Peter and the Farm Review photo
Salt of the earth
The first thing I noticed about Peter Dunning, the subject of the documentary Peter and the Farm, was his injured hand. It's gnarled and he's missing fingers, and at 68 years old he's managed to function with just a thumb and...

Review: Under the Shadow

Oct 06 // Hubert Vigilla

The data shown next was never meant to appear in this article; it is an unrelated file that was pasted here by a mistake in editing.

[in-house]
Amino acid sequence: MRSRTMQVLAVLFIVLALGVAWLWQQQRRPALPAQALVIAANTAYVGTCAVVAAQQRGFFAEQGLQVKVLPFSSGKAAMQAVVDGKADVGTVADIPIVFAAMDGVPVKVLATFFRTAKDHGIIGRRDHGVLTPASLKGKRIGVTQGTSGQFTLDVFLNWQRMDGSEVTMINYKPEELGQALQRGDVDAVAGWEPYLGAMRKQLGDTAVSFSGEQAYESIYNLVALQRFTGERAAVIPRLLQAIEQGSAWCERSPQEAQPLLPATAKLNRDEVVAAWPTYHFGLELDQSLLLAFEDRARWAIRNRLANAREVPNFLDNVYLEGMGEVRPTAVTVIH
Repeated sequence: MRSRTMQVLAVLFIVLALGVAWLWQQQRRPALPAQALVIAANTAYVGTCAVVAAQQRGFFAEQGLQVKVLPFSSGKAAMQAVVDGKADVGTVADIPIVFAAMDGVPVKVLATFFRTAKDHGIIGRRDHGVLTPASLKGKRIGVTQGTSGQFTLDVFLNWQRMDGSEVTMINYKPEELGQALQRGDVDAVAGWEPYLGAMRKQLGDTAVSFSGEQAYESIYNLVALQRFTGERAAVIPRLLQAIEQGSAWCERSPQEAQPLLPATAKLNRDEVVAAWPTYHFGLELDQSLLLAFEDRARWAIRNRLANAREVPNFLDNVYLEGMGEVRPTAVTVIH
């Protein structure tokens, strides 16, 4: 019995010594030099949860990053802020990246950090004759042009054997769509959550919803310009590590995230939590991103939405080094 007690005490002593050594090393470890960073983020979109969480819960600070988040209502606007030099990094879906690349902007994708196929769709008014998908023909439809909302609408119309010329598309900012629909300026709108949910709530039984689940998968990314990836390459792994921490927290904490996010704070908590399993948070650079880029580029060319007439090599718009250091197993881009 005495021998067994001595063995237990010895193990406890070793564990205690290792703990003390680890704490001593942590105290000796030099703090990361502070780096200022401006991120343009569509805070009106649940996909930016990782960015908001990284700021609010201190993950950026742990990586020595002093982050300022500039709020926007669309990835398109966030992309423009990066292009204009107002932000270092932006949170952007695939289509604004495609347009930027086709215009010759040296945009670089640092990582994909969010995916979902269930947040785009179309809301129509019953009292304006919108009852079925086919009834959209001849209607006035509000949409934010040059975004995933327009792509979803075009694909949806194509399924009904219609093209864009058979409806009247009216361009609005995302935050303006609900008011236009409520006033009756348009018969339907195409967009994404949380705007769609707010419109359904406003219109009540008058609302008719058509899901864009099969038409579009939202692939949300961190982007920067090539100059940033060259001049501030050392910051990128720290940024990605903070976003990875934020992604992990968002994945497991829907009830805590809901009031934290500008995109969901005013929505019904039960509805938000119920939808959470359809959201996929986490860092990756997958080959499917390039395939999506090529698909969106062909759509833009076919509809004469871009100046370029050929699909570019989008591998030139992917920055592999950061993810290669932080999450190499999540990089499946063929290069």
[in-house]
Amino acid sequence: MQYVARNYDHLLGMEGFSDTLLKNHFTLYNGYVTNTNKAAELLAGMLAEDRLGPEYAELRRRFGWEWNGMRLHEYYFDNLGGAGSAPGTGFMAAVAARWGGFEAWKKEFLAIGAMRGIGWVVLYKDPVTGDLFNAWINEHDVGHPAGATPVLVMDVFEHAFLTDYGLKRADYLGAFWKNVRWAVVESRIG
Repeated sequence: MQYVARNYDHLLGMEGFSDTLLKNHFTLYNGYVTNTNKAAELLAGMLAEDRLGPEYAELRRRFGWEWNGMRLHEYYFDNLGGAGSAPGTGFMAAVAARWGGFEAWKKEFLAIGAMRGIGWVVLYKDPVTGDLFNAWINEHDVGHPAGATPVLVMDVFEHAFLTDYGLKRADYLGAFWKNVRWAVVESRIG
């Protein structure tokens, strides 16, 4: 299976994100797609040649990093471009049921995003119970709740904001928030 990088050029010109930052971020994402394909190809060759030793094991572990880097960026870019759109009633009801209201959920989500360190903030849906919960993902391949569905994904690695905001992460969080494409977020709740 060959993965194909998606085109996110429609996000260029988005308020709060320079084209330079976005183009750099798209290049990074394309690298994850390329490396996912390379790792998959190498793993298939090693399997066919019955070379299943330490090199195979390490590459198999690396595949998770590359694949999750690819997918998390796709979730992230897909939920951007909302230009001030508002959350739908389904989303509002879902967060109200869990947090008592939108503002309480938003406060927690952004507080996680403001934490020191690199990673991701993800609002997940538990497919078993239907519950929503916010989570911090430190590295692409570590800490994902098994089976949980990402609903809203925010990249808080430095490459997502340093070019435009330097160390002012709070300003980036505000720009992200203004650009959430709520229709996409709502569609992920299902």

[embed]220388:42856:0[/embed] Under the Shadow (زیر سایه)Director: Babak AnvariRating: PG-13Release Date: October 7, 2016 (limited)Country: Iran  It's easy to spot shadows everywhere in Anvari's film given the nature of the beast. Set in 1980s Tehran during the Iran-Iraq War, there are frequent air raid sirens and the threat of missiles coming down on civilian targets at any moment. Anvari sets up a particularly memorable tableau of an unexploded missile that's come through an apartment ceiling. An elderly man lies prone on the ground as if pinned there beneath the shell; the pointed nose seems to have pierced him through the heart. Our hero Shideh (Narges Rashidi) lives in the apartment below, and that particular attack has left her ceiling a mess of cracks. For the characters who live in the building, their meager defense against being blown to pieces involves taping their windows and waiting in the basement for the terror to pass. There's more than the threat of bombs. Under the Shadow opens with Shideh getting kicked out of medical school because of her activism during the Iranian revolution. She's maintained a defiantly western mentality even after the Shah was exiled. Shideh rarely wears a hijab or chador (traditional headscarf and cloak, respectively), and she owns a VCR--a Jane Fonda aerobic workout is a form of dissent. When her husband is called away to the frontlines, Shideh is left alone to look after their daughter Dorsa (Avin Manshadi). The rest of the building seems to be fleeing, and there's talk of djinn, an ancient evil of legend, riding on the wind. Anvari gets a lot of thematic mileage out of the chador and masking tape on windows. Ana Lilly Amirpour, writer/director of A Girl Walks Home Alone at Night, said that wearing a chador felt very bat-like to her, which helped inspire her chic vampire film (sort of like the Persian-language cousin of Jim Jarmusch's Only Lovers Left Alive). For Shideh in Under the Shadow, the chador is a stifling metaphor: an invisible specter delineated in a sheet, a manifestation of Iran's political oppression, the symbol of a gender role she's disavowed. These things cannot be kept out by putting masking tape on windows. At various times in the film, the tape is peeling away. Anvari was born in Iran and lived there 17 years, but is now based in the UK. While he's sometimes distanced himself from the film's politics to emphasize the personal story between Shideh and Dorsa, it's hard for me to view Under the Shadow apolitically. It's a political movie because Shideh's a politically involved hero. Even if it's not always front and center, her actions speak to her politics. Shideh's struggles to keep the bombs and the djinn out aren't just for her own dignity but for Dorsa's future. Dorsa's little doll goes missing amid the chaos, and by extension we're left to wonder what future Dorsa's daughter might face if they were to remain in Iran. (Under the Shadow was shot in Jordan given numerous government restrictions/requirements when making films in Iran.) I'll admit I didn't find much of Under the Shadow scary, but I rarely find horror movies scary. It's eerie, however, and well-crafted. Most times I appreciate a horror movie for being memorable more than being scary. Rashidi is a solid emotional anchor for the film. Manshadi's not given as much to do acting-wise, but that says more about the nature of Dorsa as a character, who's a little one-note adorable. Rashidi plays Shideh with that exasperated air of a parent pushed to her limit, a woman who cares for her daughter so much yet can't help but feel she's also failing her in some way. It might be the all the other worries of country and career that makes her feel this way, pressing down more and more. The cracks begin to show, and they grow bigger, and it's always getting darker.